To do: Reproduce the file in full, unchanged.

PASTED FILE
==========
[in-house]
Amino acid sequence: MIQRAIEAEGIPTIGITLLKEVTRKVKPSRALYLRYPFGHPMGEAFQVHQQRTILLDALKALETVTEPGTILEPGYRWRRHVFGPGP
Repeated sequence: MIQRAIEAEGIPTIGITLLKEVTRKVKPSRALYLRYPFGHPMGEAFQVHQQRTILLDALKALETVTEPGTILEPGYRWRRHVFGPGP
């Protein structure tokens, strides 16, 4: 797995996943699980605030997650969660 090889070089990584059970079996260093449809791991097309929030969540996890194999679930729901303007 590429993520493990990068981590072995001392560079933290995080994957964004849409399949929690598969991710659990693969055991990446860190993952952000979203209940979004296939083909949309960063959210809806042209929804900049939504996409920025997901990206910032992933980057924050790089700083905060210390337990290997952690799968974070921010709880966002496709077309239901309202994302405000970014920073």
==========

[in-house]
Amino acid sequence: MIQRAIEAEGIPTIGITLLKEVTRKVKPSRALYLRYPFGHPMGEAFQVHQQRTILLDALKALETVTEPGTILEPGYRWRRHVFGPGP
Repeated sequence: MIQRAIEAEGIPTIGITLLKEVTRKVKPSRALYLRYPFGHPMGEAFQVHQQRTILLDALKALETVTEPGTILEPGYRWRRHVFGPGP
């Protein structure tokens, strides 16, 4: 797995996943699980605030997650969660 090889070089990584059970079996260093449809791991097309929030969540996890194999679930729901303007 590429993520493990990068981590072995001392560079933290995080994957964004849409399949929690598969991710659990693969055991990446860190993952952000979203209940979004296939083909949309960063959210809806042209929804900049939504996409920025997901990206910032992933980057924050790089700083905060210390337990290997952690799968974070921010709880966002496709077309239901309202994302405000970014920073």